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The Queen celebrates 100 years of The RAF Club

The Queen helped celebrate the RAF Club’s 100th anniversary yesterday when she visited the club in London.

One of Her Majesty’s oldest patronages is the RAF Club, which was founded in 1918 and officially opened in 1922. The Queen has been the patron of the RAF Club since 1952, which is open for use by current and former members of the Royal Air Force.

The Queen was given a tour of the club and opened a new wing which includes a fitness suite and business centre. Her Majesty also unveiled a stained-glass window that honoured the role of women in the Royal Air Force, designed by Helen Whitaker, and showed the development over time of how women were utilised in the air service.

The Queen also met women who have served in the RAF, including Jo Salter, Britain’s first female fast jet pilot who flew with 617 Squadron.

Before the visit ended, The Queen unveiled a portrait of herself that had been commissioned to celebrate the RAF Club’s 100th anniversary. It was painted by Benjamin Sullivan and featured The Queen sitting in the White Drawing Room at Windsor Castle. Sullivan began painting the portrait in February.

The portrait features elements of the RAF, including a Spitfire from 253 Squadron and a part of a painting entitled “Hurricanes in Flight”, which had been painted in 1944.

The RAF Club, as previously mentioned, was officially opened in 1922 by the then-Duke of York (later King George VI). Other royal visitors include King George V and Queen Mary.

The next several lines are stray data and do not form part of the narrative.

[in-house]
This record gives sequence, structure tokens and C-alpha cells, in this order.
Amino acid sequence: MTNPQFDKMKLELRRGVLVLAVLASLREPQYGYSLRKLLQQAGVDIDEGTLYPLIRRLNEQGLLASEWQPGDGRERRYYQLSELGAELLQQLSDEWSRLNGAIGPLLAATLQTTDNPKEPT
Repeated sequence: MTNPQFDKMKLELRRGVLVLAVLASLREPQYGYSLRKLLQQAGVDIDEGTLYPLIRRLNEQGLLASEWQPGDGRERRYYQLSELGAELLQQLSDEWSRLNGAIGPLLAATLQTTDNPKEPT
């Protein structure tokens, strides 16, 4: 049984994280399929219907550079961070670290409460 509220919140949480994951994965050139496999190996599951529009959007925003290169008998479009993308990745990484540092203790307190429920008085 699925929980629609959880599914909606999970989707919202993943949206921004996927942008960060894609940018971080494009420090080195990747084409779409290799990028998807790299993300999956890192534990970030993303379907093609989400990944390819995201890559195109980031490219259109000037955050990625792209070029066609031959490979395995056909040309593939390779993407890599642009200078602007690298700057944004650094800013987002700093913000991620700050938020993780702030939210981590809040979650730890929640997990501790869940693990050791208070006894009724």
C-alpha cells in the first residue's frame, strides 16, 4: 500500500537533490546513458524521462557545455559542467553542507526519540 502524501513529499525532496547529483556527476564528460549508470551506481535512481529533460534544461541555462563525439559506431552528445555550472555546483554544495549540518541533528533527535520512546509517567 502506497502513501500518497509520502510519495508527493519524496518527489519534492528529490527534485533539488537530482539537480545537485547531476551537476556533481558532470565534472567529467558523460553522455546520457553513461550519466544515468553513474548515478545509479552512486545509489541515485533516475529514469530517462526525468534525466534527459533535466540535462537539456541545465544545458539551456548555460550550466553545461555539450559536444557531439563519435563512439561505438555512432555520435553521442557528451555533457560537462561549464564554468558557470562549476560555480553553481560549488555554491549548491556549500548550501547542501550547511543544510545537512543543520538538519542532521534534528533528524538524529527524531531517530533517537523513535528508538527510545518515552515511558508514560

This was The Queen’s first engagement following her summer stay at Balmoral Castle in Scotland.

The Royal Air Force has been celebrating its centenary all year, and over the summer, The Queen and other members of the Royal Family attended a service at Westminster Abbey, watched a fly-past, and attended a presentation of new Queen’s colours.

The Royal Air Force has been strongly entwined with the Royal Family. As The Queen noted in July, “In 1918, my father, King George VI, served alongside one of the Service’s founders, Lord Trenchard, before becoming the first of my family to qualify as a Royal Air Force pilot. That family tradition continues to this day: The Duke of Edinburgh, The Prince of Wales and The Duke of Cambridge have all earned their Wings, and wear them with great pride.”

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